Once a year, the Federal Statistical Office publishes new data on the gender pay gap. WeltSparen took a look at the data on the occasion of Equal Pay Day and shows why looking at the gender pay gap alone falls short. Katharina Lüth, Chief Client Officer at Raisin and WeltSparen, explains how much money women are really missing out on and what that means for their finances. Her advice to women on Equal Pay Day is: "There is no one right way. It is important to be aware of the long-term consequences of all decisions. At the end of the day, part-time work means not only a loss of income and a poorer income development, but also a loss of pension." It is therefore all the more important, especially for women, to use the often manageable financial resources intelligently and to save wisely. "However, the responsibility for the framework conditions goes beyond the individual level," says Lüth, "it is up to society to eliminate discrimination against women and injustices such as the gender pay gap."

Gross monthly earnings of women 32% lower than for men
In 2022, women in Germany earned an average of 18% less per hour than men - the well-known gender pay gap. But if you really want to understand the financial situation of many women, you also have to look at other differences in the employment histories of women and men. This is the only way to explain the fact that around 2.7 million women currently have to reckon with a future pension of less than a thousand euros.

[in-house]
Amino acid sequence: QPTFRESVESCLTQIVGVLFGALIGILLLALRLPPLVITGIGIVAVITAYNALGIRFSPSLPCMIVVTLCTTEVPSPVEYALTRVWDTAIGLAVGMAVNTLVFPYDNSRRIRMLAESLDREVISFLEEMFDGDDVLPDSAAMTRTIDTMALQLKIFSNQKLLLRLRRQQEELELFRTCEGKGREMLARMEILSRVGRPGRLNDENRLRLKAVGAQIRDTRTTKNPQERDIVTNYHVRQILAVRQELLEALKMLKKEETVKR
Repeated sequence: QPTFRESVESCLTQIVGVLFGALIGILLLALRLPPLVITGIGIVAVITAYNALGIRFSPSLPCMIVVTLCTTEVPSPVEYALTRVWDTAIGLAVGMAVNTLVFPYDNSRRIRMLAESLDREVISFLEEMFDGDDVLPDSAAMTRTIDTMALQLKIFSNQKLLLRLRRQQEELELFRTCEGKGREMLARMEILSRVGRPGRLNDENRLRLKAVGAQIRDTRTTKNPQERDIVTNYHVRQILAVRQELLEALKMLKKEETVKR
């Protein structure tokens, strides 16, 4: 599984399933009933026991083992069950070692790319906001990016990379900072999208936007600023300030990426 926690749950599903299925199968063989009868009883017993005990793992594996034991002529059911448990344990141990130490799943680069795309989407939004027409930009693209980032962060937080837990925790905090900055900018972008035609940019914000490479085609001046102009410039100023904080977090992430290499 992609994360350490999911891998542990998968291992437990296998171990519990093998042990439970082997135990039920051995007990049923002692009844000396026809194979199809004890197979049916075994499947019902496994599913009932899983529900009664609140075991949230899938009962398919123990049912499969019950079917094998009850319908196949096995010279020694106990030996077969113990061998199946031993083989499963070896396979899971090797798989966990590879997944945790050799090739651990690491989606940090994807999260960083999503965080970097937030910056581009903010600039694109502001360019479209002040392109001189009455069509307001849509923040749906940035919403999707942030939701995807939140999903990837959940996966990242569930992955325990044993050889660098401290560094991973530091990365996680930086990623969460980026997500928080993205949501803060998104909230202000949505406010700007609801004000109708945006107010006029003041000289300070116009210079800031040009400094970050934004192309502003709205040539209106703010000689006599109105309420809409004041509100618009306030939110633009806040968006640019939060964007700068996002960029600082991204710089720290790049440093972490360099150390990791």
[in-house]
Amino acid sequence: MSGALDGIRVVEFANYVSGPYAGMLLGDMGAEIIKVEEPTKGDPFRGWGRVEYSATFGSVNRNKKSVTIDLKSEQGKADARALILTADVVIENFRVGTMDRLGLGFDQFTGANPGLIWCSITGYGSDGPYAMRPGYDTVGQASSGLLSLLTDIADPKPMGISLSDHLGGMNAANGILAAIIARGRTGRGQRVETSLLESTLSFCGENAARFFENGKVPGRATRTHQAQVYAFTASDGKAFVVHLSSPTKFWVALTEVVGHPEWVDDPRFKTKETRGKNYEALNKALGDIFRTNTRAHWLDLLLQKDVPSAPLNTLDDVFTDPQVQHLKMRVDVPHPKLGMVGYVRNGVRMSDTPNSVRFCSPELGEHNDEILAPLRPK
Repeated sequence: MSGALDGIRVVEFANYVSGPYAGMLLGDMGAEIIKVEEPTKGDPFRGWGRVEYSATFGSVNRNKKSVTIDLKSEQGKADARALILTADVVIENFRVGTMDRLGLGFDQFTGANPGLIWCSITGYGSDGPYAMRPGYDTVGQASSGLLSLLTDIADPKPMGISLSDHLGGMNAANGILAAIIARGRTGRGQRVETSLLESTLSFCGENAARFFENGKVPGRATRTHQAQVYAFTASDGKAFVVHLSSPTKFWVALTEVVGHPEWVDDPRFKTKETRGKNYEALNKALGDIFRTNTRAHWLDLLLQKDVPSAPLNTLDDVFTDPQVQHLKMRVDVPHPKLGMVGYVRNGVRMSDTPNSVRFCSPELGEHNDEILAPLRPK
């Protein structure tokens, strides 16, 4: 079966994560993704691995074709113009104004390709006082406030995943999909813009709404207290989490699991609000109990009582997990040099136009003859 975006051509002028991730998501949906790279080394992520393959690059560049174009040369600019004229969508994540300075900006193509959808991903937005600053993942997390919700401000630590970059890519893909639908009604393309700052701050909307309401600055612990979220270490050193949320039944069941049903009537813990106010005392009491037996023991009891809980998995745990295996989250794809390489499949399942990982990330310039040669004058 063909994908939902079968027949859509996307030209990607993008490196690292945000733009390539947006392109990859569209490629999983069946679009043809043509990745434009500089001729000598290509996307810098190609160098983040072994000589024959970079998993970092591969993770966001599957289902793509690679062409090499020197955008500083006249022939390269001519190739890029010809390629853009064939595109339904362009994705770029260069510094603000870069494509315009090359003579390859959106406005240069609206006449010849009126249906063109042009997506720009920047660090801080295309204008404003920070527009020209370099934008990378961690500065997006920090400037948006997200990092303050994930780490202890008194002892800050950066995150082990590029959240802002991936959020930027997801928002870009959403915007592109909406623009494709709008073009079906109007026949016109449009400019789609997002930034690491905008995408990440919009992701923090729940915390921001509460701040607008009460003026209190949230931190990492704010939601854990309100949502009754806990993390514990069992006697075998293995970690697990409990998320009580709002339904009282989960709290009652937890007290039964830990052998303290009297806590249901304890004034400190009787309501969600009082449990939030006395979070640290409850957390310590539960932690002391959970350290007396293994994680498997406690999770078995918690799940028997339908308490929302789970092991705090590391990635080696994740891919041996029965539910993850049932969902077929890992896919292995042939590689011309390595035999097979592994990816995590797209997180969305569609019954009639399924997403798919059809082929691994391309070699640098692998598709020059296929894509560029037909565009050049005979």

According to the Federal Statistical Office, this is also due to other factors. Women not only have lower gross hourly earnings, but also work only 121 hours per month, while men work an average of 148 hours per month. This gender hours gap amounts to 18%. In addition, women are generally less likely to work for pay. The employment rate for women was 9% lower at last count. Overall, women have an average gross monthly income that is 32% lower than that of men.

Women have to save significantly longer to reach goals
On average, men earn EUR 3,713 gross per month, while women earn only EUR 2,527. Assuming a savings rate of 5% of gross income, men could therefore save around 186 euros per month, while women could only save around 126 euros.

Accordingly, women take longer to reach certain goals. At 2% interest, women reach a savings balance of 10,000 euros only after more than 6 years, almost two years later than men. If a woman wants to buy an average used car, she has to save for more than 16 years. Men have the necessary 28,749 euros in savings after just 11.5 years - almost 5 years earlier. When it comes to larger sums, the gap widens even further. For 100,000 euros, women have to save for around 10 years longer. It takes 42 years for their savings to reach six figures.

However, the interest rates also help women with lower earnings to get something for their money. With an investment period of 10 years and the above savings rates, women still earn significantly less than men. But it's still worth it: after 10 years, women would have around 16,720 euros on the books, and nearly 1,600 euros of that would be interest credits. Men would have around 24,700 euros with interest credits of around 2,360 euros.

Work free of charge at own expense
One reason for the above-mentioned differences is that women often continue to carry the lion's share of the valuable but mostly unpaid care work. They take time off to care for relatives or children, but are able or willing to work less or not at all as employees. They often also work in industries and professions that pay significantly lower wages. But even women with a similar employment history in a comparable occupation still earn significantly lower wages than men. The German Federal Statistical Office puts this difference, which is known as the bereinigter Gender Pay Gap .

Foto: Lukas Schramm

Profilbild von Anke Dembowski

Anke Dembowski

Anke Dembowski is a financial journalist and author of various investment fund-related and other financial books. She is also a co-founder of the "Fondsfrauen" network.

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